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Pink ploy? Breast cancer charity motives doubted
Question of the Day
PITTSBURGH (AP) - The country is awash in pink for breast cancer awareness month _ and some women are sick of it.
While no one is questioning the need to fight the deadly disease, some breast cancer advocates are starting to ask whether one of the most successful charity campaigns in recent history has lost its focus.
“The pink drives me nuts,” said Cynthia Ryan, an 18-year survivor of breast cancer who also volunteers to help other women with the disease. “It’s the cheeriness I can’t stand.”
Activists have even coined a new word: pinkwashing.
They say that’s when a company or organization does a pink breast cancer promotion, but at the same time sells and profits from pink-theme products.
Some of the pink products have generated plenty of discussion among breast cancer advocates.
A Smith & Wesson 9mm handgun with pink pistol grip? The manufacturer says a “Portion of the Proceeds Will Be Donated to a Breast Cancer Awareness Charity.”
You can get the “Pink Ribbon Combo” at Jersey Mike’s Subs, or the Sephora Collection Pink Eyelash Curler. One year, there was a pink bucket of Kentucky Fried Chicken.
She said there’s no doubt that when the pink ribbon campaigns started about 20 years ago there was still a great need to raise awareness.
“At one time, pink was the means,” Jaggar said. “Now, it’s almost become the end in itself. In its most simplistic forms, pink has become a distraction. You put a pink ribbon on it, people stop asking questions.”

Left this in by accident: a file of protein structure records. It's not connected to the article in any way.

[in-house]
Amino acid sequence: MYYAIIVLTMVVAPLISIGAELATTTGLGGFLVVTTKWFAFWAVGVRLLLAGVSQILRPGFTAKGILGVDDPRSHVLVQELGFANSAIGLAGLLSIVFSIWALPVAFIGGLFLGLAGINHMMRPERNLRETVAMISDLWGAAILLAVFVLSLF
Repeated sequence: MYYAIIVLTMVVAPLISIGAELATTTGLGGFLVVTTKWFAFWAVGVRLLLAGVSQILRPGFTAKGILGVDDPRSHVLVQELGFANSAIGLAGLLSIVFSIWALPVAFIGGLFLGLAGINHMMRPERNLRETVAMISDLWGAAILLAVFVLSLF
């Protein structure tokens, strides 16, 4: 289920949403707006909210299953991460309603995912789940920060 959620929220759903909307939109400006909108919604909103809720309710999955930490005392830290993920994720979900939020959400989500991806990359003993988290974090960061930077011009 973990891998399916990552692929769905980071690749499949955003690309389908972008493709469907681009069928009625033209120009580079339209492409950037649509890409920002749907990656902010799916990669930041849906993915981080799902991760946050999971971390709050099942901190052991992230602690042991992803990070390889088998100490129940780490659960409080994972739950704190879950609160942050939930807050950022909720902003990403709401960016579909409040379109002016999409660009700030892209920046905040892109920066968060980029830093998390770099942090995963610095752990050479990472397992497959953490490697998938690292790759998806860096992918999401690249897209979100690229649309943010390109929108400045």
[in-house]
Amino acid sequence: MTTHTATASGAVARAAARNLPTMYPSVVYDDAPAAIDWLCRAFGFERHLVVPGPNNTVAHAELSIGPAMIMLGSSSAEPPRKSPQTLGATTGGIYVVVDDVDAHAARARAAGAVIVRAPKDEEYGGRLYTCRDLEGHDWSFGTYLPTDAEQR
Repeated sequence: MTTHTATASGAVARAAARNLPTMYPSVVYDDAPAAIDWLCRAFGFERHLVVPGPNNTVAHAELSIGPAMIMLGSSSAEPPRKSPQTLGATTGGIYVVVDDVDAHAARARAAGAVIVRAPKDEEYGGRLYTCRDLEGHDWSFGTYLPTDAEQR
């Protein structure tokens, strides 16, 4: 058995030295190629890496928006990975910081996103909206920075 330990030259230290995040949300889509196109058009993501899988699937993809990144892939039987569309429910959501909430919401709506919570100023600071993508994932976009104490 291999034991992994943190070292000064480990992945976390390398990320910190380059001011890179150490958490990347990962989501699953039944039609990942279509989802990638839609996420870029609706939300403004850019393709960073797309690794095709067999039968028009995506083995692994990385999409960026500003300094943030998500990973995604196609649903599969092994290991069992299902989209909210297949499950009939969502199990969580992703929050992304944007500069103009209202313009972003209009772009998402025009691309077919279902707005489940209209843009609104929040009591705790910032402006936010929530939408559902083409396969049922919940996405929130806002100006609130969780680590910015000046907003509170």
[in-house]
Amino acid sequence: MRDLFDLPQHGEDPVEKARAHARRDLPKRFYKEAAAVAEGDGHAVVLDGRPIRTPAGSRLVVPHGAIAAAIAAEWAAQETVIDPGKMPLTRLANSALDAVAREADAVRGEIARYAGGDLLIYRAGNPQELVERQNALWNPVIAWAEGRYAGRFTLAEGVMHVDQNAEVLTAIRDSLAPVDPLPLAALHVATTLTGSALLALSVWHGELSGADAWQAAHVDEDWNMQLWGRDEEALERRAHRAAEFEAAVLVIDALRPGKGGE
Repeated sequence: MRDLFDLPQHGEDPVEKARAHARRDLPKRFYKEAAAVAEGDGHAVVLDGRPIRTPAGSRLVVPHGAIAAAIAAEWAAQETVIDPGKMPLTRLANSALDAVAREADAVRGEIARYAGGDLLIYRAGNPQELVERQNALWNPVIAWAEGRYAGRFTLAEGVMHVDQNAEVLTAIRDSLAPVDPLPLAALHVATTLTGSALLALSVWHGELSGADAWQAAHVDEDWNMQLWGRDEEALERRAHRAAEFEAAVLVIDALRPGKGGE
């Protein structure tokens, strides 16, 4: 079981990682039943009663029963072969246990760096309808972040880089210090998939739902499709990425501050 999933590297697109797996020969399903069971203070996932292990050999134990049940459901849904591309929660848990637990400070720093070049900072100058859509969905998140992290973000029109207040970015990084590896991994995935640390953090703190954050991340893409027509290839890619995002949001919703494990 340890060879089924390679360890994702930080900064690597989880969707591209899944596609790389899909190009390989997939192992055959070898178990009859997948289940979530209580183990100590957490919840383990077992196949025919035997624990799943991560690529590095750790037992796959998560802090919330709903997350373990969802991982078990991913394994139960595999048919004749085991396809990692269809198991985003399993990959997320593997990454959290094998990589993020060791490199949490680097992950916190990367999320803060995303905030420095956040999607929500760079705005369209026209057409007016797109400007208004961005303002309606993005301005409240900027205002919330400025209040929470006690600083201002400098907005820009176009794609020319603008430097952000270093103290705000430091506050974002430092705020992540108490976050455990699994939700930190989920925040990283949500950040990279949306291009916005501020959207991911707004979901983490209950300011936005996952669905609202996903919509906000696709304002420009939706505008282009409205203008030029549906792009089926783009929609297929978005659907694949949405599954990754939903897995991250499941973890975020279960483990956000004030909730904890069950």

Breast cancer activists agree that the use of a ribbon to promote awareness evolved in stages. They note that in 1979 there were yellow ribbons for the American hostages in Iran; in 1990, AIDS activists used red ribbons to call attention to victims of that disease; and 1991 saw the first major use of the pink ribbon, when the Susan G. Komen Foundation gave them out at a New York City race for cancer survivors.
But the ribbon symbol may tie into a far older tradition, according to the American Folk Life Center at the Library of Congress. It notes that various versions of the song “Round Her Neck She Wore A Yellow Ribbon” have been popular for 400 years, all with the theme of displaying the ribbon for an absent loved one.
And it’s clear that too many loved ones are still lost to the disease, despite many advances in diagnosis and treatment. The National Cancer Institute estimates that about 40,000 women will die of breast cancer this year, and 230,000 new cases will be diagnosed.
By Michael P. Orsi
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